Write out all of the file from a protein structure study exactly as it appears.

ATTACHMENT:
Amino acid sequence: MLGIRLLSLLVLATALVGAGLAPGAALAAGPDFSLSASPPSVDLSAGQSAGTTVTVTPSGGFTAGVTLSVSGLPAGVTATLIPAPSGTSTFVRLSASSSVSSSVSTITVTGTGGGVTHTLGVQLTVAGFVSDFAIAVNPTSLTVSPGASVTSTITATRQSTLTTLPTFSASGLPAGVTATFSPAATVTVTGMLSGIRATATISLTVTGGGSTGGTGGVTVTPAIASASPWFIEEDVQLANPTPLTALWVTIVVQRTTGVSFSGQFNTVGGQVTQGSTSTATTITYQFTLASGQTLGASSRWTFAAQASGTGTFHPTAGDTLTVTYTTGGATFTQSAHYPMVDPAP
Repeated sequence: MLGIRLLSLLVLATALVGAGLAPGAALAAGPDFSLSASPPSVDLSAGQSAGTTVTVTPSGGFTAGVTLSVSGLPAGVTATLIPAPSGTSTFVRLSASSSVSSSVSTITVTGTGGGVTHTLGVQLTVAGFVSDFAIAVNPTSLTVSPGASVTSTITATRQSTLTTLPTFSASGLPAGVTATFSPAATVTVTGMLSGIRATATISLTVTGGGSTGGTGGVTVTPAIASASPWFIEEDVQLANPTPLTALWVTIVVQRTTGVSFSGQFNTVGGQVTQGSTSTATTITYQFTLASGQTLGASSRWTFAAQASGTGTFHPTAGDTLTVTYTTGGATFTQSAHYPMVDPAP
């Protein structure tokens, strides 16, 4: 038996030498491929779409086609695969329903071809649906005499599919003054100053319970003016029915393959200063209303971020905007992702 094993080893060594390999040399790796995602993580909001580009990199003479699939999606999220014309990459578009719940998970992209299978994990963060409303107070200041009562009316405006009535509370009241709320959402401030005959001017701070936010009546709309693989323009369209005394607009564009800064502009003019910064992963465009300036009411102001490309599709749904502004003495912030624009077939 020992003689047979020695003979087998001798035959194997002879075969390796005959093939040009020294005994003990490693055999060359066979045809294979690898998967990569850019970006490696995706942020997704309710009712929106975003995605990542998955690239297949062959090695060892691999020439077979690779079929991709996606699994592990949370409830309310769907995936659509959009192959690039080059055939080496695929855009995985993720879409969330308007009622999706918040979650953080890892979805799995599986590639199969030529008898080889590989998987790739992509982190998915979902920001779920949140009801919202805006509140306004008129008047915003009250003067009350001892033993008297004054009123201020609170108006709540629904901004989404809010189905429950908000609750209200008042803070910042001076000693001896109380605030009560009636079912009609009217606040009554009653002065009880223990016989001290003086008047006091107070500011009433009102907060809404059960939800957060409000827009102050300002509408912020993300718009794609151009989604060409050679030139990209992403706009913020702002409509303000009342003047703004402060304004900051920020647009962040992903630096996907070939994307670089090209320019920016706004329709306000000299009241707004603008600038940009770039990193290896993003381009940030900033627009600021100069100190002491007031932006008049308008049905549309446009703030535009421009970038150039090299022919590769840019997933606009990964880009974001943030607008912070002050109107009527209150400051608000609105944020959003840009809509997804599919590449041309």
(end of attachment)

Amino acid sequence: MLGIRLLSLLVLATALVGAGLAPGAALAAGPDFSLSASPPSVDLSAGQSAGTTVTVTPSGGFTAGVTLSVSGLPAGVTATLIPAPSGTSTFVRLSASSSVSSSVSTITVTGTGGGVTHTLGVQLTVAGFVSDFAIAVNPTSLTVSPGASVTSTITATRQSTLTTLPTFSASGLPAGVTATFSPAATVTVTGMLSGIRATATISLTVTGGGSTGGTGGVTVTPAIASASPWFIEEDVQLANPTPLTALWVTIVVQRTTGVSFSGQFNTVGGQVTQGSTSTATTITYQFTLASGQTLGASSRWTFAAQASGTGTFHPTAGDTLTVTYTTGGATFTQSAHYPMVDPAP
Repeated sequence: MLGIRLLSLLVLATALVGAGLAPGAALAAGPDFSLSASPPSVDLSAGQSAGTTVTVTPSGGFTAGVTLSVSGLPAGVTATLIPAPSGTSTFVRLSASSSVSSSVSTITVTGTGGGVTHTLGVQLTVAGFVSDFAIAVNPTSLTVSPGASVTSTITATRQSTLTTLPTFSASGLPAGVTATFSPAATVTVTGMLSGIRATATISLTVTGGGSTGGTGGVTVTPAIASASPWFIEEDVQLANPTPLTALWVTIVVQRTTGVSFSGQFNTVGGQVTQGSTSTATTITYQFTLASGQTLGASSRWTFAAQASGTGTFHPTAGDTLTVTYTTGGATFTQSAHYPMVDPAP
């Protein structure tokens, strides 16, 4: 038996030498491929779409086609695969329903071809649906005499599919003054100053319970003016029915393959200063209303971020905007992702 094993080893060594390999040399790796995602993580909001580009990199003479699939999606999220014309990459578009719940998970992209299978994990963060409303107070200041009562009316405006009535509370009241709320959402401030005959001017701070936010009546709309693989323009369209005394607009564009800064502009003019910064992963465009300036009411102001490309599709749904502004003495912030624009077939 020992003689047979020695003979087998001798035959194997002879075969390796005959093939040009020294005994003990490693055999060359066979045809294979690898998967990569850019970006490696995706942020997704309710009712929106975003995605990542998955690239297949062959090695060892691999020439077979690779079929991709996606699994592990949370409830309310769907995936659509959009192959690039080059055939080496695929855009995985993720879409969330308007009622999706918040979650953080890892979805799995599986590639199969030529008898080889590989998987790739992509982190998915979902920001779920949140009801919202805006509140306004008129008047915003009250003067009350001892033993008297004054009123201020609170108006709540629904901004989404809010189905429950908000609750209200008042803070910042001076000693001896109380605030009560009636079912009609009217606040009554009653002065009880223990016989001290003086008047006091107070500011009433009102907060809404059960939800957060409000827009102050300002509408912020993300718009794609151009989604060409050679030139990209992403706009913020702002409509303000009342003047703004402060304004900051920020647009962040992903630096996907070939994307670089090209320019920016706004329709306000000299009241707004603008600038940009770039990193290896993003381009940030900033627009600021100069100190002491007031932006008049308008049905549309446009703030535009421009970038150039090299022919590769840019997933606009990964880009974001943030607008912070002050109107009527209150400051608000609105944020959003840009809509997804599919590449041309």